Today, Criminal Minds at Work welcomes another slightly twisted mind into our crime lab (aka blog) -- Jeff Bennington, author of REUNION. I've seen Jeff around on various blogs and social networks, and was recently asked if I'd like to be featured on his blog -- The Writing Bomb. Of course I said yes (yeah, my middle name is "shameless" after all), so you'll soon see me featured there.

When I checked out Jeff's site, I realized this was the same author who had asked for book cover input a while ago, and I believe I had a couple of suggestions for his new novel cover, which I have to admit is very striking and well done.

Here's the description for REUNION:

David Ray killed eight students and then turned the gun on himself. He thought the shooting and suicide would fix his world. It didn't. The massacre threw Tanner Khan and the other survivors into chaos.

Twenty years later, Tanner and his fellow classmates reluctantly agree to hold a reunion to lay the past to rest. Although they suffer from Post Traumatic Stress Disorder, they come back to their hometown and reunite in the defunct school building. Old flames are rekindled, fears are ignited, and their lives are about to explode in a whirlwind of memories, haunted by the spirit of David Ray.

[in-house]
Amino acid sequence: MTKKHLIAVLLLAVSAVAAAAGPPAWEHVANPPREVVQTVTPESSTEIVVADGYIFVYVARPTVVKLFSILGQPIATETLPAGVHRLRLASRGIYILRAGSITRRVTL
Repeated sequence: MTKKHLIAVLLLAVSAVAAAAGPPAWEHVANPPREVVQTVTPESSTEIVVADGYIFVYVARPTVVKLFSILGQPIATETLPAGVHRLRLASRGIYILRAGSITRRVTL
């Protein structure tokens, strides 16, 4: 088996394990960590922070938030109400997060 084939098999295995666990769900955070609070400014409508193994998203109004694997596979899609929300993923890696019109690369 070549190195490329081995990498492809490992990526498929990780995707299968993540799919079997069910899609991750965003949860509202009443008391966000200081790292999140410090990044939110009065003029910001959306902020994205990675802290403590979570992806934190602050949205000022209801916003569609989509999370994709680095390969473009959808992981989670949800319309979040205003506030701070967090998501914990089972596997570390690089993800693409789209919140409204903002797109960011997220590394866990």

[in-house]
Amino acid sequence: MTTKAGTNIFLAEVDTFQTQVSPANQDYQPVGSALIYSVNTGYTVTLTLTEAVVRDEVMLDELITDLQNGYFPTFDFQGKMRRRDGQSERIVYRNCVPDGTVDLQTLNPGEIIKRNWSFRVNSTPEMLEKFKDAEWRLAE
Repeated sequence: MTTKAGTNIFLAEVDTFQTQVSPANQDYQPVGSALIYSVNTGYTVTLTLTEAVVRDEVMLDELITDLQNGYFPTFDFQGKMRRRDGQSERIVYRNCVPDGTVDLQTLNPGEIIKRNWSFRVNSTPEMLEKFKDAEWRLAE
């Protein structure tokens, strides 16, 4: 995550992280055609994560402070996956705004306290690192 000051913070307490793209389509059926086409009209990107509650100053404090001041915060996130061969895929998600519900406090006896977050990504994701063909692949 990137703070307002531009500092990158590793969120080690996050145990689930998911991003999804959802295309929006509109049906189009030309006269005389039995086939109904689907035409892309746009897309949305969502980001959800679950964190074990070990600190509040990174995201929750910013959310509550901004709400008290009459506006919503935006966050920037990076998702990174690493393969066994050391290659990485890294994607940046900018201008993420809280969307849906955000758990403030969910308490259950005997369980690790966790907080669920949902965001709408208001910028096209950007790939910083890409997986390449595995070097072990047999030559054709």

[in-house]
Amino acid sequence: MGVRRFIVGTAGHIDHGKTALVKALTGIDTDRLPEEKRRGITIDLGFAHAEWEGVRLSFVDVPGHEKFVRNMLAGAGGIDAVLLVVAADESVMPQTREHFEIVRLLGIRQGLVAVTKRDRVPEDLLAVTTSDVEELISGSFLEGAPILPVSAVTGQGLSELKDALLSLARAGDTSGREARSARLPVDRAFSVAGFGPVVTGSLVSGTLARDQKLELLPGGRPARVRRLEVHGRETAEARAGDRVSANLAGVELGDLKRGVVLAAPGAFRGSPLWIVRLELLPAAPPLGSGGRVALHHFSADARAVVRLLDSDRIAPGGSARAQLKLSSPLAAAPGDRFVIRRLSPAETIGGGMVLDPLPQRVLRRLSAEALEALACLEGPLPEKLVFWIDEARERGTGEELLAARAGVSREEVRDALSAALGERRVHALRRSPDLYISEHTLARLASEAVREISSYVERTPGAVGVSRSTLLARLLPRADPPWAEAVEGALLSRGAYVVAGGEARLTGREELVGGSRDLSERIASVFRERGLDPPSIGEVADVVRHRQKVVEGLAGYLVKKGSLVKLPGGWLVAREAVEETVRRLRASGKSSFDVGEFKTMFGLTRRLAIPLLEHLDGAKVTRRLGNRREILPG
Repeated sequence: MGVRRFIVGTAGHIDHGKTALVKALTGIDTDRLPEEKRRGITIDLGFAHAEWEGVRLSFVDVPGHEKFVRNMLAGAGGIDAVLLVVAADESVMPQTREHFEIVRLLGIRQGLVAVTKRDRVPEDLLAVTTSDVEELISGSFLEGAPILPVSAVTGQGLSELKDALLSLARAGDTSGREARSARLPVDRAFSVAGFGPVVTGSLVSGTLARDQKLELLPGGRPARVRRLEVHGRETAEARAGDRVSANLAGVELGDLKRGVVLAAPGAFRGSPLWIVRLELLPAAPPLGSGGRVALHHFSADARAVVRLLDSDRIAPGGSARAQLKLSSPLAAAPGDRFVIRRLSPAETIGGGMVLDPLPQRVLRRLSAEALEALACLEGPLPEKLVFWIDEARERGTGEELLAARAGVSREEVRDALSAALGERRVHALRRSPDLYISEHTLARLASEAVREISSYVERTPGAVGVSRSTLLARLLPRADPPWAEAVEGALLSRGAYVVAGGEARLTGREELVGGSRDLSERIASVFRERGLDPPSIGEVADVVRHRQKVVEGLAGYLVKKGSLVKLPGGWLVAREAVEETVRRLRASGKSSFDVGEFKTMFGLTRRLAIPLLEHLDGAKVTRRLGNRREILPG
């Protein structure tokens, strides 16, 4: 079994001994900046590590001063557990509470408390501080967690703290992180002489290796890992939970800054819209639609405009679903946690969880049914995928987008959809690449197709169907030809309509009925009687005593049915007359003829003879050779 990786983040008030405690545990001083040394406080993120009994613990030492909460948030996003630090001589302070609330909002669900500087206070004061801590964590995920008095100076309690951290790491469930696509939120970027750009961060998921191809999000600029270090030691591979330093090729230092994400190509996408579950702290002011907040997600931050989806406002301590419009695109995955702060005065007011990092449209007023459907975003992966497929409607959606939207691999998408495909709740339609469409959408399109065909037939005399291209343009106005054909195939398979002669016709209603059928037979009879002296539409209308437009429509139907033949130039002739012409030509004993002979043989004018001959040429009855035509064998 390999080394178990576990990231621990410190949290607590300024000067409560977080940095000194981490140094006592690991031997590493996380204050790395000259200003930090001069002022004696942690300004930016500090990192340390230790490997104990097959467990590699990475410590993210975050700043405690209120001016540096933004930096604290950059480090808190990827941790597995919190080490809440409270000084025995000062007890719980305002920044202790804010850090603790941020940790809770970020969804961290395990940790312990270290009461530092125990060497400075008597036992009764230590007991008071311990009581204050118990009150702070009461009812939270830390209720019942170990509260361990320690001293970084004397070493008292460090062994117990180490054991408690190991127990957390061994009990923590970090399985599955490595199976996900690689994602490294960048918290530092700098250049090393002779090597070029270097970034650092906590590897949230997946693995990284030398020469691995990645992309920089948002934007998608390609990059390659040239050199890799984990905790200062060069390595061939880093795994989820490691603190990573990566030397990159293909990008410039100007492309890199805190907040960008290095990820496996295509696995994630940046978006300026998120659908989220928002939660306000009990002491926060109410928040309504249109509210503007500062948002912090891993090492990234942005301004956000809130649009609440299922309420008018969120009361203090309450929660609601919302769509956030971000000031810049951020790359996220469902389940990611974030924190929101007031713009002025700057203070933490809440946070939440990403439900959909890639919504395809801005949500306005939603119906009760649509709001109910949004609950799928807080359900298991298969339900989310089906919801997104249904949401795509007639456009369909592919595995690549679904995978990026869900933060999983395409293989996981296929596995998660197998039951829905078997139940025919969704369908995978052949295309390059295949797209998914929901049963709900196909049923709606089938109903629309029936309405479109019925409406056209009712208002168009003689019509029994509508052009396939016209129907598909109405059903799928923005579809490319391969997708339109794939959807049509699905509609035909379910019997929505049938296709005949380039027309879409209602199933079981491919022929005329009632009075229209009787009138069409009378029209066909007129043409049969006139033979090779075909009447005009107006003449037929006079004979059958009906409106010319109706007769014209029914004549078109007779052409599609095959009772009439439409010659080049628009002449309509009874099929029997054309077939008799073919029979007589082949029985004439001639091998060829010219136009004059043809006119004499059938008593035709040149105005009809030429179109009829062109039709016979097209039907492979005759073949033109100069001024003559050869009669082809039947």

Once they're inside the school, they discover that a dark entity has joined them. It has come to collect a debt, long overdue, and someone has to pay. Will Tanner and his classmates overcome their fears, putting the pieces of their lives back together, or will they be consumed by their worst nightmare?

You can check out REUNION on Amazon and other retailers.

~Cheryl Kaye Tardif

Sunday, June 05, 2011

Authors Meeting Authors

I'm attending Printers' Row this weekend under the auspices of Mystery Writers of America's Midwest Chapter. Despite ninety-plus degree weather, slow sales, and a nasty thunderstorm to end the day on Saturday, it's been a good experience, and here's why: authors need to talk to other authors.